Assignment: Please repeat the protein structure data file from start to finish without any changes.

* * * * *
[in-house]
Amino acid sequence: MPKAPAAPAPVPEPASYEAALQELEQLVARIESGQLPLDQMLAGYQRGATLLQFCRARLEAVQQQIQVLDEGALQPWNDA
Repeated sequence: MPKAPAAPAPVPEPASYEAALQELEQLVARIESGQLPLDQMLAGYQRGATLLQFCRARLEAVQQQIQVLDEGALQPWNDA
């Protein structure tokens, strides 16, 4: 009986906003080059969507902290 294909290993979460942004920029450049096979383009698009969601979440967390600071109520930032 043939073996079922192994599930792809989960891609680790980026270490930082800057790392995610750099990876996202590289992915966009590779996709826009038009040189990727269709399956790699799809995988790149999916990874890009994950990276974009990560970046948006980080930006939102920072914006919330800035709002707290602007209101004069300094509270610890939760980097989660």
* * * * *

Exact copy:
[in-house]
Amino acid sequence: MPKAPAAPAPVPEPASYEAALQELEQLVARIESGQLPLDQMLAGYQRGATLLQFCRARLEAVQQQIQVLDEGALQPWNDA
Repeated sequence: MPKAPAAPAPVPEPASYEAALQELEQLVARIESGQLPLDQMLAGYQRGATLLQFCRARLEAVQQQIQVLDEGALQPWNDA
């Protein structure tokens, strides 16, 4: 009986906003080059969507902290 294909290993979460942004920029450049096979383009698009969601979440967390600071109520930032 043939073996079922192994599930792809989960891609680790980026270490930082800057790392995610750099990876996202590289992915966009590779996709826009038009040189990727269709399956790699799809995988790149999916990874890009994950990276974009990560970046948006980080930006939102920072914006919330800035709002707290602007209101004069300094509270610890939760980097989660």